"This vitriolic discourse is happening in every aspect of our lives."

Right-wing operatives and bots, some of them Russian, were behind much of the backlash against ​"Star Wars: The Last Jedi," a new ​study claims.

You see, it's not that the movie sucked. It's not that fans felt that their franchise has been betrayed. It's been Russian bots all along.

A peer-reviewed ​paper titled "Weaponizing the haters: The Last Jedi and the strategic politicization of pop culture through social media manipulation" was released in October by University of Southern California researcher Morten Bay. It examined tweets sent to writer and director Rian Johnson during the seven months after the film's release last Christmas.

Johnson was flooded by online criticism at the time. Many fans ​expressed anger at what they viewed as their beloved universe being co-opted by progressive messaging at the expense of narrative cogency.

In the debate that followed, a rejection of the films on artistic merits got mingled with a Men's Rights Movements-esque backlash against the films overtly feminist through-line (both on screen and ​behind the scenes).

The new study homed in on 967 Twitter accounts that had directed tweets at Johnson. It found that about one-fifth of the tweets were negative. About half of the negative comments -- 105 to be precise -- focused on political or social content, as opposed to the rest which discussed the film's aesthetics, as reported by the ​Washington Post on Wednesday.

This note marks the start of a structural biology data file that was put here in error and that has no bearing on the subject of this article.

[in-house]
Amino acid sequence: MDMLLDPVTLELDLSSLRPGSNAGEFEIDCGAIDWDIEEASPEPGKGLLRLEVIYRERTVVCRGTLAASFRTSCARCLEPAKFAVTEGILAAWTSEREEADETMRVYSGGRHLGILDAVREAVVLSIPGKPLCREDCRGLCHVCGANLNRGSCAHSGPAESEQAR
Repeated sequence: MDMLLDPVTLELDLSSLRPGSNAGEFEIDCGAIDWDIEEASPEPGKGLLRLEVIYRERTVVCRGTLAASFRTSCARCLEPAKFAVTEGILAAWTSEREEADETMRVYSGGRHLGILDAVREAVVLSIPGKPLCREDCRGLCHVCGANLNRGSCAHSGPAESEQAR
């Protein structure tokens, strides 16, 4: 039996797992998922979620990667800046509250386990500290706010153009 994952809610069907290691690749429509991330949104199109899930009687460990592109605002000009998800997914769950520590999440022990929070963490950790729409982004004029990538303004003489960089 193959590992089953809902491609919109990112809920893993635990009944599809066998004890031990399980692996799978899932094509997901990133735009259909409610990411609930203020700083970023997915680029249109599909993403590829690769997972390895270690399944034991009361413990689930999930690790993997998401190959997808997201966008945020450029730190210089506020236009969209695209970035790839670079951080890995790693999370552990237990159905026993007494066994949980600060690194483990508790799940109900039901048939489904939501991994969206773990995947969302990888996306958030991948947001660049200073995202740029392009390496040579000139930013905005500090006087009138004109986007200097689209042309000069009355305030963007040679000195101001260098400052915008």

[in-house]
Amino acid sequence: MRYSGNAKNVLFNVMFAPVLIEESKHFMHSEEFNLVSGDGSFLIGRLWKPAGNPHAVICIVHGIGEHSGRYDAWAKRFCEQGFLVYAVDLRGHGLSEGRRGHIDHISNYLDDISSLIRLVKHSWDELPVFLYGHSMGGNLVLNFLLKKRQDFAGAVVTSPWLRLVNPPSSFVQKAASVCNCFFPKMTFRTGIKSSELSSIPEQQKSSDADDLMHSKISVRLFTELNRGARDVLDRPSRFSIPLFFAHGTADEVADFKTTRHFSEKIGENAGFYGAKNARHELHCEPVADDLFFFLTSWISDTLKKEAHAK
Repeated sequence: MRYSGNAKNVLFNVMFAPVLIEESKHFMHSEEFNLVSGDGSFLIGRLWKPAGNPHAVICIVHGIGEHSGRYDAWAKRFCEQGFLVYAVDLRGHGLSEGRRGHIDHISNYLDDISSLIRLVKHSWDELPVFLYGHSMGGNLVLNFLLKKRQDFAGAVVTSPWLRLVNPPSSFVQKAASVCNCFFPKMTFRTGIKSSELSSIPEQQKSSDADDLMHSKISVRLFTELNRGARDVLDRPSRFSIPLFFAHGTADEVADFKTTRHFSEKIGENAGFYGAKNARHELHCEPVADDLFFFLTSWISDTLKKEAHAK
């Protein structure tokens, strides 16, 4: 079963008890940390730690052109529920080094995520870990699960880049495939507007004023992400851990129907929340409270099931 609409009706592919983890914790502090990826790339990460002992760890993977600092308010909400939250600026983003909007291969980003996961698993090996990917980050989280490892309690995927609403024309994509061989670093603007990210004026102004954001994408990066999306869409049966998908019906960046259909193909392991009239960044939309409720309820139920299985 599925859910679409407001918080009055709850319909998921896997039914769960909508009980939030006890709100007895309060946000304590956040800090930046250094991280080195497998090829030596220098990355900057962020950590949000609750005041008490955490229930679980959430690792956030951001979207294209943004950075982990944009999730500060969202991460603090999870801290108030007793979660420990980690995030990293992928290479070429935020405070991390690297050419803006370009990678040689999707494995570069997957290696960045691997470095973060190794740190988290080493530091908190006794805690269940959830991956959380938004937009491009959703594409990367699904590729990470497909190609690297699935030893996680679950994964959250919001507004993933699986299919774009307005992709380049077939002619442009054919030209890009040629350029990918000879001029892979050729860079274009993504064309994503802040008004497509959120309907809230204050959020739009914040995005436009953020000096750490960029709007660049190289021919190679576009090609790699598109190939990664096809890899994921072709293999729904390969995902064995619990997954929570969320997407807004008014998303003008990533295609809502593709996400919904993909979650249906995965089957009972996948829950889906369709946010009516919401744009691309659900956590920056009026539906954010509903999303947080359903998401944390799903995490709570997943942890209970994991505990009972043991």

Immediately following the release of the study, many on the media focused on the fact that Russian bots -- the bane of Trump-era social media -- were involved in the hate-fest. But Bay told The Post that a mountain was made of a molehill. In fact, only 16 of the analyzed accounts were suspected of being Russian bots.

For Bay, the real finding is that the online backlash against the film demonstrated "right-ring political operating at work."

“There were clear signs of operatives trying to take this organic discussion and turn it into something where they could make their political point," he told The Post.

“In the 2016 election we only looked at elections and activists realms for this kind of rhetoric,” he added. “This shows it’s seeping into everything; this vitriolic discourse is happening in every aspect of our lives.

Director Johnson reacted to the study on Monday.

Although Bay clarified that the backlash most likely did not affect the movie's earnings, some, including Hollywood Reporter editor Matthew Belloni, wondered if someone should be held accountable for lost ticket sales.

Moreover, despite the fact that only about 2 percent of the accounts in the study were suspected of being Russian bots, many Liberals saw Bay's study as proof of the dangers of the Kremlin's Twitter influence.

But right-leaning podcast host and Star Wars fan Dave Rubin wasn't convinced.

Germania is a staff writer at Pluralist.

You can reach her on ​Twitter.